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Many non-traditional higher education institutions have built their cyber security and computer science programs {CSCS) to cater to the needs of adult, working learners. Focusing on this demographic has implications for course and program design. Design approaches have therefore focused on strategies aimed at translating knowledge into learning nuggets specific to the adult learner, enabling day one job-readiness upon graduation. Recently, there has been increased focus on CSCS education at the high school level. The computer science for all initiative was announced recently by US President Obama, and there have been increased creativity on the part of higher education institutions to expand CSCS programming to high school learners. Some of these have, and continue to take place through the college credit plus initiative. With the shift to meet the needs of this changing demographic, two of the key questions for success are: (i) what efficient and effective design strategies should be employed by higher education institutions to ensure success for high school learners, without losing existing approaches that prepare adult learners for job readiness? (ii) And to what extent do these strategies influence success for both adult and high school learners?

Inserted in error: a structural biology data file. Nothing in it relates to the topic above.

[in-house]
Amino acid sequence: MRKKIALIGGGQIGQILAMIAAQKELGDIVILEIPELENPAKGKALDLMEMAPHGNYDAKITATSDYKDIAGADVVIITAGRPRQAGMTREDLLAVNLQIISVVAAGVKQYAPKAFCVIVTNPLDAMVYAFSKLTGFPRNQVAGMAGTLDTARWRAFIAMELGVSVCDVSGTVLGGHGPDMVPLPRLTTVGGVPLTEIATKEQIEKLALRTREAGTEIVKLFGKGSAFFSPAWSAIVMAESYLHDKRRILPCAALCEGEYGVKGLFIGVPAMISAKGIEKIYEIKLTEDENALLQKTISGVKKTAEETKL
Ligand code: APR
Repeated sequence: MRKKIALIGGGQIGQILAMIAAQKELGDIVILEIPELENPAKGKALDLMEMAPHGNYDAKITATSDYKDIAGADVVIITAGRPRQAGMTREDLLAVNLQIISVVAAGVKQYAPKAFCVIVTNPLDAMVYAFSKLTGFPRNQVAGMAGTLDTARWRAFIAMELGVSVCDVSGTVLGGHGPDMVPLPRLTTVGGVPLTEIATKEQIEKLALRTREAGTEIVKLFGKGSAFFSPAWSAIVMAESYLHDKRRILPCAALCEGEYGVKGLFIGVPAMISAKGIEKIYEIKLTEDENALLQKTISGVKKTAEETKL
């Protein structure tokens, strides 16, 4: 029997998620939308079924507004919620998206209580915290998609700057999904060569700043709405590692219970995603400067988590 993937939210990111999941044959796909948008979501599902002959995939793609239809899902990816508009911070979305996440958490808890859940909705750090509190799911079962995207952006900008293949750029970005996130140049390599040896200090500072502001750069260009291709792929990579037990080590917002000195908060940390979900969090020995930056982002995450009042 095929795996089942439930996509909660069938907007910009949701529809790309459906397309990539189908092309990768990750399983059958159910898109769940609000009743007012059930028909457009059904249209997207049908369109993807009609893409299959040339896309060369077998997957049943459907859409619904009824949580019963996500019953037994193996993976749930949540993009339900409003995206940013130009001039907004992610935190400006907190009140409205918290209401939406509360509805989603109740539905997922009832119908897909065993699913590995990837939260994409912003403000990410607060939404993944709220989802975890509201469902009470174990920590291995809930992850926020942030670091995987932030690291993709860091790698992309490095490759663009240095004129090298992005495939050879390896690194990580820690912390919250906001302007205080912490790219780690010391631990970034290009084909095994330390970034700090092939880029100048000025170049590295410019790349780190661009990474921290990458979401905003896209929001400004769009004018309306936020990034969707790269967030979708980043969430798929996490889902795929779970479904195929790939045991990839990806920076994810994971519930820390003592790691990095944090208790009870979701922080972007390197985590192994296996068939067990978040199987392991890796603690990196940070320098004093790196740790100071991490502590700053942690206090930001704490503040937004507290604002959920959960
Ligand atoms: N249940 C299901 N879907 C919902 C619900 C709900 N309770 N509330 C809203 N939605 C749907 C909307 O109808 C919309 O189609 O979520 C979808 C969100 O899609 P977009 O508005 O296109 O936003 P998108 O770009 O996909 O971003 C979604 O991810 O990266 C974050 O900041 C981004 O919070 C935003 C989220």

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Information Security | Instructional Media Design | Scholarship of Teaching and Learning

Design Implications of Changing Student Demographics



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